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Nine practices from Native American culture that could help the environment | The Washington Post

Photo by Kristaps Ungurs via Pexels.

Ironically, governments throughout the world are returning to indigenous ecological perspectives to address climate change—even after those same governments initially sought to destroy indigenous ways of life in the name of progress and industrial modernity. In his article for The Washington Post, Samuel Gilbert identifies some of these practices among indigenous American peoples. He writes:

Certain ancient practices could mitigate the deleterious effects of global warming. From building seaside gardens to water management in desert terrain, these time-honored practices work with the natural world’s rhythms. Some might even hold the key to a more resilient future and a means of building security for both Indigenous communities and other groups disproportionately impacted by climate change.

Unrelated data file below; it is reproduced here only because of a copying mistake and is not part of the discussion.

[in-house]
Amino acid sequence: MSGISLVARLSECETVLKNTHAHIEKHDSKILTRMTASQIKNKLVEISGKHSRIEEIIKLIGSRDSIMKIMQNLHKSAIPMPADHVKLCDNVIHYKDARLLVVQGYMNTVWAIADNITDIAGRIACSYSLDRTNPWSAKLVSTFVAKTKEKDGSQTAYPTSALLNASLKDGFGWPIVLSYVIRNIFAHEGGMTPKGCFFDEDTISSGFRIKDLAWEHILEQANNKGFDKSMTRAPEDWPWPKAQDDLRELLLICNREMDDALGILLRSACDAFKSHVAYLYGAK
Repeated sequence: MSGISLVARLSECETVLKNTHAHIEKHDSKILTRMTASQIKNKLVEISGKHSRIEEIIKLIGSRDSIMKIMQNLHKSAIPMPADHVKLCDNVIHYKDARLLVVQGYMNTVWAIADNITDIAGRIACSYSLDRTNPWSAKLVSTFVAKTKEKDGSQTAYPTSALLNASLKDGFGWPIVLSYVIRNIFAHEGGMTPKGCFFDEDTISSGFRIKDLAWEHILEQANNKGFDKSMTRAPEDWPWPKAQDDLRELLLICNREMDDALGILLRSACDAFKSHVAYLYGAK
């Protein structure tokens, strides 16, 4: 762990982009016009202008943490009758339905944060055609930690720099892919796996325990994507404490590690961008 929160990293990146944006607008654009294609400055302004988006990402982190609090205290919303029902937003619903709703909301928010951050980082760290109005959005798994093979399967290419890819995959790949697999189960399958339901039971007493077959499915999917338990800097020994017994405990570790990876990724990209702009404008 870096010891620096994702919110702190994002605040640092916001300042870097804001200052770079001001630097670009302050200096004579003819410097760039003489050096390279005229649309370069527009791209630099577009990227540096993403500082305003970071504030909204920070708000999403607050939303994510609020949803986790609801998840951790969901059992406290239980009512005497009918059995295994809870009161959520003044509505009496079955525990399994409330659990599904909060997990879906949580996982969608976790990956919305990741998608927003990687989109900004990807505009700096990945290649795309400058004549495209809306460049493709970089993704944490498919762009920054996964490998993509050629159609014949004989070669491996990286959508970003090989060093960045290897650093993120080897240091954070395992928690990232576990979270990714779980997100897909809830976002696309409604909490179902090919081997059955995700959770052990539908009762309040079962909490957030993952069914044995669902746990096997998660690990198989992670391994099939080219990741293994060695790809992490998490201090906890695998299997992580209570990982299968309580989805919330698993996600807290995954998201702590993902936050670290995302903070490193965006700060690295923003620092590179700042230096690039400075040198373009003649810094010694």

He adds:

In the field of architecture, Indigenous knowledge and technologies have long been overlooked. Julia Watson’s book “Lo—TEK: Design by Radical Indigenism,” published in 2019, examines Indigenous land management practices that represent a catalogue of sustainable, adaptable and resilient design, from living bridges able to withstand monsoons in northern India to man-made underground streams, called qanats, in what is now Iran.